Cherry Butcher Blocks
When it comes to butcher blocks, the key is to use a durable and high-quality wood that is sure to be able to withstand years of cutting, cleaning, wet foods sitting on it, and, yes, sometimes even dropping it by accident.
Although there are countless wood materials out there to choose from, we’ve found cherry to be one of our all-time favorites not only because of its durability and versatility but also because of its natural beauty and overall high quality.
The question is, what makes cherry one of our go-to woods and why is it particularly effective for butcher blocks, cutting boards, and beyond? To answer this question, let’s take a look at what makes cherry wood so unique and why its strengths continue to outweigh its weaknesses time and time again below.
The Main Characteristics of Cherry Wood
Cherry wood is a prized material for woodworkers, contractors, artists, and designers alike. When cherry wood is first cut down, it’s color is a light pink and this color changes over time due to oxidation and UV light. This is why some cherry wood is bright and warm while other cherry wood is rich and dark. The one thing that all cherry wood product makers and buyers alike must keep in mind is that cherry wood is sure to change color as time goes on due to the ‘ripening process’ and this means that it may not match its surroundings in a matter of only six months to a year’s time.
When it comes to the actual texture of cherry wood specifically, cherry is a fine grain wood that is deciduous and sustainable in nature. It has a smooth finish and, depending on where the wood is cut from, you can either experience the softer and more malleable nature of the sapwood along the outside of the trunk or the firmer and more shock-absorbent nature of the heartwood in the center of each trunk.
Cherry is also highly popular for hardwood and furniture usage as it is not particularly absorbent and does not warp from water or other liquids sitting on it, and it has a natural lustre that adds to its beauty as well. Because cherry comes from the deciduous prunus serotina and not a coniferous tree, it is hard and dense in nature.
Although, on the Janka scale of woods, it is not quite as hard and dense as our other common materials, maple and walnut. This is actually not a bad thing as it means that it can absorb shock loads far more than other woods and its small pore texture makes it react great with the common liquids you would find on butcher blocks in a kitchen. This is also one of the main reasons we recommend cherry butcher blocks for cutting chicken and other meats as they won’t absorb the liquids and lead to salmonella poisoning or bacterial illnesses in the future.
Lastly, because cherry grows at a faster rate and does not require much attention, it is the 4th most produced tree on the market and one of the most sustainable and eco-friendly woods out there. With this being said, if you care about the environment and want something that is cost-effective, has a long lifespan, and comes from a sustainable source, cherry is your go-to wood.
What are the Most Common Uses for Cherry Wood?
Cherry wood is the 4th most produced wood in America right behind ash, oak, and poplar. It is most commonly used for furniture and hardwood flooring as it has a beautiful natural color and is easy to work with as well. You will also likely see a large amount of cherry being used for kitchen accessories, cutting boards, guitars, cabinets, countertops, car interiors, and record players as its rich color and fine porous structure makes it perfect for not only creating wood products but having them last for decades as well.
Because of cherry wood’s small and fine grain texture, it is a great hard wood to avoid water damage and its natural lustre means it does not need mountains of stain and lacquer to look and feel beautiful. In fact, cherry is a particularly smooth wood as well making it highly popular for desks and countertops specifically.
On top of this, you will also see cherry in plenty of ways in your kitchen from moulding and cabinets all the way to countertops and even bowls and utensils. Because of its beautiful natural color as well as its sustainability and accessibility, cherry is ideal for all kinds of household projects making it a number one choice for nearly all furniture, flooring, and cabinets within the homestead.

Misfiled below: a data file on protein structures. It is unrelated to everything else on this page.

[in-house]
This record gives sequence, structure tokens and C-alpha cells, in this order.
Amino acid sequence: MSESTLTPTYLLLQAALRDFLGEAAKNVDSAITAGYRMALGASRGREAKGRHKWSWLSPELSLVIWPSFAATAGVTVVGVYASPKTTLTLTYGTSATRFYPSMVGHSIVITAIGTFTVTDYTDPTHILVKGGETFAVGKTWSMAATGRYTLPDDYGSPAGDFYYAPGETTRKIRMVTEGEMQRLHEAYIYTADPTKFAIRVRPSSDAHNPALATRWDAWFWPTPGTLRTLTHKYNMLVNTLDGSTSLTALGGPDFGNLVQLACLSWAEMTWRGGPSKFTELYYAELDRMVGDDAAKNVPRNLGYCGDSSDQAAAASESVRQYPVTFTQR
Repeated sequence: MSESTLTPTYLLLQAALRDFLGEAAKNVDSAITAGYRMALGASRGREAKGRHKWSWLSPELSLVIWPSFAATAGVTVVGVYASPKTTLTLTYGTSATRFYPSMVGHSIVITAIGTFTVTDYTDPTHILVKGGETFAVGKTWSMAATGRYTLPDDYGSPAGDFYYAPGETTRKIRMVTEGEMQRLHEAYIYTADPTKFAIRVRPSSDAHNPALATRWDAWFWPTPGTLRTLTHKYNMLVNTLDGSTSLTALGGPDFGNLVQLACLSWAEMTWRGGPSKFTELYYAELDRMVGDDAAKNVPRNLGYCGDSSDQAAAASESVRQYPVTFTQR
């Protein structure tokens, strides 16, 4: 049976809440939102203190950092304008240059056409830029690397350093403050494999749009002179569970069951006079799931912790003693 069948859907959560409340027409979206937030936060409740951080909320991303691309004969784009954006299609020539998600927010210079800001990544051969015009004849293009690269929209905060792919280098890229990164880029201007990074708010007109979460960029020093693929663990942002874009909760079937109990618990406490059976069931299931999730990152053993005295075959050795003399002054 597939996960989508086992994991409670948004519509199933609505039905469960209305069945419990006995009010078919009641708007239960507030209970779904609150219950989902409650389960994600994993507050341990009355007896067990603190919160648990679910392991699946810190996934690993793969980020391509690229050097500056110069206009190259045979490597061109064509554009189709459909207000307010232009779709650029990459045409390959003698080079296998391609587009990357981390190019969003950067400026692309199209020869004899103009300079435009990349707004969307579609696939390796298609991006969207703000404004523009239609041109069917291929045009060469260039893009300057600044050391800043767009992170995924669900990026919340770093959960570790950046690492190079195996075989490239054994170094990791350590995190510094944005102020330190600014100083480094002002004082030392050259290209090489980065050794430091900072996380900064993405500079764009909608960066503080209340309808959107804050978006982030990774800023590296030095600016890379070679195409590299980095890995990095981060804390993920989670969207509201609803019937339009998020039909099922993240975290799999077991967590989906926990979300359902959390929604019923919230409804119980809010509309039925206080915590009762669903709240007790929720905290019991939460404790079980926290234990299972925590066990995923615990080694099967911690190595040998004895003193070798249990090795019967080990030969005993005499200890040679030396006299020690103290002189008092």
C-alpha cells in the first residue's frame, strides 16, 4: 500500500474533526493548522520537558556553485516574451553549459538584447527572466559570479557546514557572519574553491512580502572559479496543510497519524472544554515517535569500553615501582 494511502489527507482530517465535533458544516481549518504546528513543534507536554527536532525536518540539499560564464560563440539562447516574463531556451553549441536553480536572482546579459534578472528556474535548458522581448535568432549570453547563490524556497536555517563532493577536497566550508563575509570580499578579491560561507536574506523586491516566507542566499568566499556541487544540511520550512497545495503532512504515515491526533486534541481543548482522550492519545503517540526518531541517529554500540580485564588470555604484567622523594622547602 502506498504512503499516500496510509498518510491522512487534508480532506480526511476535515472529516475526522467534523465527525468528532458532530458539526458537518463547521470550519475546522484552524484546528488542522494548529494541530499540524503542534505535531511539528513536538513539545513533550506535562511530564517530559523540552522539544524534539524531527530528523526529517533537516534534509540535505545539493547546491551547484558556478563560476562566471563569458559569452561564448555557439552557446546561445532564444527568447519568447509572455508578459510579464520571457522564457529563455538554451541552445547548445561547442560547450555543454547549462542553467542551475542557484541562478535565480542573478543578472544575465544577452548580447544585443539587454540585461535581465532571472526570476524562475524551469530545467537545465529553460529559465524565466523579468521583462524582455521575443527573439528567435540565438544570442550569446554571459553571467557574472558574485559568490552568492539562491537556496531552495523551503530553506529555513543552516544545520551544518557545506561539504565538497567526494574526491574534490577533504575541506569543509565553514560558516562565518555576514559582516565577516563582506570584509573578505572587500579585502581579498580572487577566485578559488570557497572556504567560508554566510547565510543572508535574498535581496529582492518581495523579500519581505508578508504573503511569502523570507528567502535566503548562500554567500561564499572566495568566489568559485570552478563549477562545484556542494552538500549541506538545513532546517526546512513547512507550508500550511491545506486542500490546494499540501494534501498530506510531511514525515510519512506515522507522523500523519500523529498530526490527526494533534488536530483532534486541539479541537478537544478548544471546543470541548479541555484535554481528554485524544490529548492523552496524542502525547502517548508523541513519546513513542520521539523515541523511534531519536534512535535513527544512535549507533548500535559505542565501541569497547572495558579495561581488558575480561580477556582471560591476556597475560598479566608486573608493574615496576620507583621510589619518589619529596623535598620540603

Lastly, as stated above, cherry is highly popular when it comes to instruments as it has a beautiful texture that makes it relatively impervious to water damage and warping. It is also capable of bending to fit intricate designs and shapes and its color is truly stunning on everything from guitars and basses to flutes and drum sets.
What is Cherry Wood Known for Primarily?
Since cherry trees are deciduous and easy to grow all things considered, they are primarily known for their sustainability and the fact that they are quite easy to work with for any and all wood projects imaginable. Their fine grain and shock absorbent nature allows them to be used for both indoor and outdoor furniture and products. On top of this, cherry wood’s aging process makes it perfect for all kinds of projects as it actually gets even stronger and richer in color as time passes.
Cherry wood comes from the American black cherry fruit tree and is incredibly versatile and durable compared to certain other woods on the market. According to Hearne Hardwoods, “Pennsylvania Cherry is considered to be one of the finest North American hardwoods…The Cherry tree is shade intolerant and is typically found on the outskirts of most forests. Cherry tends to average 1 to 2 feet in diameter- However we have had and seen Cherry logs up to 4 feet in diameter.”
While other wood material options take years to mature, the cherry tree is one of the fastest growing tree options out there making it highly sustainable and easy to supply nationwide. There are various grades to choose from but the older cherry wood options are best as they have less sapwood that is more malleable and soft in nature.
Cherry Wood’s Strengths and Weaknesses
All things in life have pros and cons, even cherry wood. While we personally have found that cherry wood is one of the best woods out there for cutting boards and butcher blocks, it is still highly important that we outline why exactly we came to that conclusion to begin with with our numerous clients in order to be as transparent as possible. After all, without scrutiny, how can you truly decide what makes anything ‘ right for the job?’
With this being said, below are the pros and cons to cherry wood in their entirety from our extensive research so you can truly pick the best option guaranteed.
The Most Common Strengths of Cherry Wood
There are countless strengths associated with cherry wood but the five main ones have been outlined below. These strengths are those most often discussed by woodworkers, designers, and contractors alike. If any of these things specifically appeal to you, then cherry wood is most certainly a good option for you.